Can a simple act of kindness help us create the change we wish to see in the world, no matter whether a person is generous of heart or harsh in their manners?
Maybe it is easier to be open and accepting to all people and situations whether they are kind or not in the sacred land of India—where the atmosphere of spirituality is a way of living.
Or is it even more important to anchor in the West where the sacredness of true being is more and more forgotten in the lands of a hectic lifestyle and materialistic plenty.
Paradoxically East or West, everyone benefits from practicing an act of kindness. Perhaps in the West we need emotional nurturing, whereas in the East, people are in need of material donations. Although in the end, we all need the right balance of mental, emotional, physical, and spiritual needs, wherever we are.
No matter what, genuine giving is an act of kindness that creates a gentler, more loving world.
Exactly one year later, I had once again made it through customs and was standing outside the Indira Gandhi International Airport in New Delhi. I dropped my suitcase and took a deep breath. The warm, unfamiliar, yet familiar sweet fragrance of the air hit me like a sense of goodness. Strangely, I felt at home, in the land with so many contrasts to where I come from.
Despite the busyness of the place, the calmness was contagious.
I was catching a domestic flight at 7:00 a.m., and the bus to the domestic terminal at 1:30 a.m. was almost empty.
The first thing that caught my eyes as I sat down to wait for the check-in to open was the headline of The Times of India:
You must be the change you wish to see in the world.
It was the second time this message or quote from Mahatma Gandhi came to me this week. First from a friend in Brussels, then this article promoting an act of kindness, celebrating “the joy of giving week.” It was an initiative, conceptualized by GiveIndia.
Somewhat amused over the coincidence, I finally checked in my luggage and got through security. It was crowded, noisy, and not easy to know which gate was which. However, I found a place to sit.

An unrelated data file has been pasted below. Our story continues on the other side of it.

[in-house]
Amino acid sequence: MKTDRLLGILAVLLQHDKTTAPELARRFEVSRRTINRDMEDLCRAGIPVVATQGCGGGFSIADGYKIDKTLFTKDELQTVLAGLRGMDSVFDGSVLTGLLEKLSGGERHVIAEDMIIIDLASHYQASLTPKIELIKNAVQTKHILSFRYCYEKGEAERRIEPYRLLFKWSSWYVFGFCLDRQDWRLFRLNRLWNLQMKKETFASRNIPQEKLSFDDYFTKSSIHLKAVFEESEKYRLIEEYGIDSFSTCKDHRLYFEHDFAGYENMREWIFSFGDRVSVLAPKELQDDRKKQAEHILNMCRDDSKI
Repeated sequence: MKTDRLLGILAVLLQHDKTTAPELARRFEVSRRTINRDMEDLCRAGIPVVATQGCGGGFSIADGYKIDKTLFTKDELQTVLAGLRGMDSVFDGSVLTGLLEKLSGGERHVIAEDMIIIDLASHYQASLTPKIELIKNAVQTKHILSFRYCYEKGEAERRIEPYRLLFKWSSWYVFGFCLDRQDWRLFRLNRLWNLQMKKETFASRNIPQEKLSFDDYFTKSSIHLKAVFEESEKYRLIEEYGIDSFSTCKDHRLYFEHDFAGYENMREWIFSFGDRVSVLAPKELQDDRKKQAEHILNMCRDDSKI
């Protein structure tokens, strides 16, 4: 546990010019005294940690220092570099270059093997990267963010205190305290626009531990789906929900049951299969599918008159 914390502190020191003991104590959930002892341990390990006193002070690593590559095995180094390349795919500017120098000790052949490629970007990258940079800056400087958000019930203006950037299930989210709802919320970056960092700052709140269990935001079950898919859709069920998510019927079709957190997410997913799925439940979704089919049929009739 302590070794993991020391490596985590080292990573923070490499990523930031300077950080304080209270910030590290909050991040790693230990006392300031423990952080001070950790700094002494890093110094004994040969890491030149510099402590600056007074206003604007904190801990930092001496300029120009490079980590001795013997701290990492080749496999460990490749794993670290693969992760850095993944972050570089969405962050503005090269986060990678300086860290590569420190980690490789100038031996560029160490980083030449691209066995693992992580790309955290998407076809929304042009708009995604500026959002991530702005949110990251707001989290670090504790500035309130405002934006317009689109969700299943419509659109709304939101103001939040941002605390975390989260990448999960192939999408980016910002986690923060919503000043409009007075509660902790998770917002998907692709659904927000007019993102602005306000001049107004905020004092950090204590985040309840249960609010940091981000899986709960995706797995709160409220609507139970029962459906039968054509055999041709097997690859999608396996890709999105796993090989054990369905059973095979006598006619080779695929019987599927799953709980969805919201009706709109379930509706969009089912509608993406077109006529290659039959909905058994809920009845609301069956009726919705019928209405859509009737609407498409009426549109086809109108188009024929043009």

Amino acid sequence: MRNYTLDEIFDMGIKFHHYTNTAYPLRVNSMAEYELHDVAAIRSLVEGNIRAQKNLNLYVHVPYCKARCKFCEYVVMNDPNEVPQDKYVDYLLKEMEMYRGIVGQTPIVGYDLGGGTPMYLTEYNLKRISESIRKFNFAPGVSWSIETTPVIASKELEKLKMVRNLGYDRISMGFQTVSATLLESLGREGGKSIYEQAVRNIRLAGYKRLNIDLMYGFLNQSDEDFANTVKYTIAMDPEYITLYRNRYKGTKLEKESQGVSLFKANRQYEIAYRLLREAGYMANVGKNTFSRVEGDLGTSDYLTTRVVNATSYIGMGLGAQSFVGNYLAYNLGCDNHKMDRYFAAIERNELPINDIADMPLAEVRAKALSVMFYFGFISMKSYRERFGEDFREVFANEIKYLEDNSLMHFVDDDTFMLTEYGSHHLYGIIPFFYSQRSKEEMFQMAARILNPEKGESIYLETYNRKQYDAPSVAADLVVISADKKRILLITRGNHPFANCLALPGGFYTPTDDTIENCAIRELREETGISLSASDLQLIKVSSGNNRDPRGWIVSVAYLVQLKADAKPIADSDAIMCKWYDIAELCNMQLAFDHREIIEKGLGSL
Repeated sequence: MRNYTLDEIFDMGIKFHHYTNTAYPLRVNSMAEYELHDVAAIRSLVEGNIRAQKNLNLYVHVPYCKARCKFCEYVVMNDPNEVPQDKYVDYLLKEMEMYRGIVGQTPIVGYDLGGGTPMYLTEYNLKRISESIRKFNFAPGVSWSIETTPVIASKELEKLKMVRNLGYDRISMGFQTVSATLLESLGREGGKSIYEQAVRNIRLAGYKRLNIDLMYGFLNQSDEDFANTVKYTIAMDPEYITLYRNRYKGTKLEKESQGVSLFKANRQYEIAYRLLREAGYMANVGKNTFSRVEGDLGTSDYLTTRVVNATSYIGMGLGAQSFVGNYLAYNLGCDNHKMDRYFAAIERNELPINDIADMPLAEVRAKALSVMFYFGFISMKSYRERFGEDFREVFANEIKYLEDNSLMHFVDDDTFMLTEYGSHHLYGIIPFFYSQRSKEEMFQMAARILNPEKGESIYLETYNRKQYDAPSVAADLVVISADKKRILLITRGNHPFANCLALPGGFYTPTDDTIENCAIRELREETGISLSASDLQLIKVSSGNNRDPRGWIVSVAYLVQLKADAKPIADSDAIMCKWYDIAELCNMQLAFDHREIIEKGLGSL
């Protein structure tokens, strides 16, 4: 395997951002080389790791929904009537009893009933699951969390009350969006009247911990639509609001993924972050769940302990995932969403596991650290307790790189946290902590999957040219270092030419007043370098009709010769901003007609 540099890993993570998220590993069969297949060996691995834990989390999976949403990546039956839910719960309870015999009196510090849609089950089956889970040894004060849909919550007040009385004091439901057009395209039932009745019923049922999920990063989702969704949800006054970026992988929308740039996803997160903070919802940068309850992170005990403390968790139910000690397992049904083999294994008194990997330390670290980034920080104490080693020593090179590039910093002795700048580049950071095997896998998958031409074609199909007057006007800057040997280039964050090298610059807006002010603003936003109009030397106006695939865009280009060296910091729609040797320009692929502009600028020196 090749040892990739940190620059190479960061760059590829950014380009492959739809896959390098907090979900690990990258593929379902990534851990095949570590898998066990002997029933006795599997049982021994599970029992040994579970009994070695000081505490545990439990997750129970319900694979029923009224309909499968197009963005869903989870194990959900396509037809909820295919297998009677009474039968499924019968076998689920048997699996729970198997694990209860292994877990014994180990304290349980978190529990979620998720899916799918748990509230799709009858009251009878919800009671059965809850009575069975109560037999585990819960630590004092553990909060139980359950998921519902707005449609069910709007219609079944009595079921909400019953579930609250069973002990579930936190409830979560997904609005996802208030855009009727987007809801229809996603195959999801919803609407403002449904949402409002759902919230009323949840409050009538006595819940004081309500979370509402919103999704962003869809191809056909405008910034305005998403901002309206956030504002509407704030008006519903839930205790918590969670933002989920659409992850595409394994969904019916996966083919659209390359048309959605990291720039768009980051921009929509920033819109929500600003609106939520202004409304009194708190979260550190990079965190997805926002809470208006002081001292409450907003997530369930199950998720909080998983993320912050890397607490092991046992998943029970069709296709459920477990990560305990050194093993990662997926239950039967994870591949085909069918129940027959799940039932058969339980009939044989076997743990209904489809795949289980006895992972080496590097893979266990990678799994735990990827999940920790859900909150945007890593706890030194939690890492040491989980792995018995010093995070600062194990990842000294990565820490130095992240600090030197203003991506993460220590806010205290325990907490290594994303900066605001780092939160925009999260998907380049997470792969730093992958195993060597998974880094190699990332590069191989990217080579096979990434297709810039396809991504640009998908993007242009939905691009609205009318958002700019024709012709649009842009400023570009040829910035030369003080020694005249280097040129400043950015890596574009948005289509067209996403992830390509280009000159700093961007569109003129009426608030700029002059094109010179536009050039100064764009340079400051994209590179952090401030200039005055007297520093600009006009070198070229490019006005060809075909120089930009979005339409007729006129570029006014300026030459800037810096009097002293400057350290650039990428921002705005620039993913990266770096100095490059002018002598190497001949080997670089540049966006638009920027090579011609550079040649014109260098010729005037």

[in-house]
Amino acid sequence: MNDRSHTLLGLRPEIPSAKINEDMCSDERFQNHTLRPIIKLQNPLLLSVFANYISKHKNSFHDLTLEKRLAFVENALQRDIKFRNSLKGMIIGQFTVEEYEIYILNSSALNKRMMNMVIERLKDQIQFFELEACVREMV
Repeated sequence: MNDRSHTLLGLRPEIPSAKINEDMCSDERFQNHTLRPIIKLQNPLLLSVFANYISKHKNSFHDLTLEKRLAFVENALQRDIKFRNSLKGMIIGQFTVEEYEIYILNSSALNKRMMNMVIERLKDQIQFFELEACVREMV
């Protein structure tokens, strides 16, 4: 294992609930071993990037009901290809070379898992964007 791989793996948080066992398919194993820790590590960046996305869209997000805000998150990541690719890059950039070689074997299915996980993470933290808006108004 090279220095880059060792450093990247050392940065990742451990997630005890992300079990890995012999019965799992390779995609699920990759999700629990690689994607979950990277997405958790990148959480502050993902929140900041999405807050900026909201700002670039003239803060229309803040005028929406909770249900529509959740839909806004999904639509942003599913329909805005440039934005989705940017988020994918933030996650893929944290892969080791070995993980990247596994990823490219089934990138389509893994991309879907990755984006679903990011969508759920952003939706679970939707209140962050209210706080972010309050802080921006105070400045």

Barely keeping my eyes open, I was just about to nod off when a man started talking to me. His name was Madan. He was also going to Dharamshala.
By the time we boarded the flight, he had told me he was going home to do a special ritual he had done since his father died 15 years ago. In the spirit of going with the flow, I accepted the invitation to participate in the celebration at his home village Kuthman, in the small town Gaggal, 15 kilometers from Dharamshala.
As we arrived, I was greeted warmly by beautiful smiles and gentle friendliness. Taken by my hand, I was ushered into a backroom where many joyous women in colorful saris were waiting for Madan to start the ritual. Not completely new to this kind of ritual, I sat down on the floor. It was quiet with a harmonious atmosphere, making offerings to the Gods, Goddesses, ancestors, family, and parents with blessings and gratitude for a good life.
With prayers and mantra, the ritual was carried out with natural material, food, and fire. Afterward, children, women, and men sat outside on the ground in long lines as plates made of large leaves, stitched together, were placed in front of us. The food was as colorful and natural as everything else, with no shortage of rice and many types of dazzling colors of dal.
During this special day, they offered about 200 village people a meal.
Although I was the only foreigner among all the locals, I didn’t feel like a stranger. We were mingling and laughing, whilst I took photos.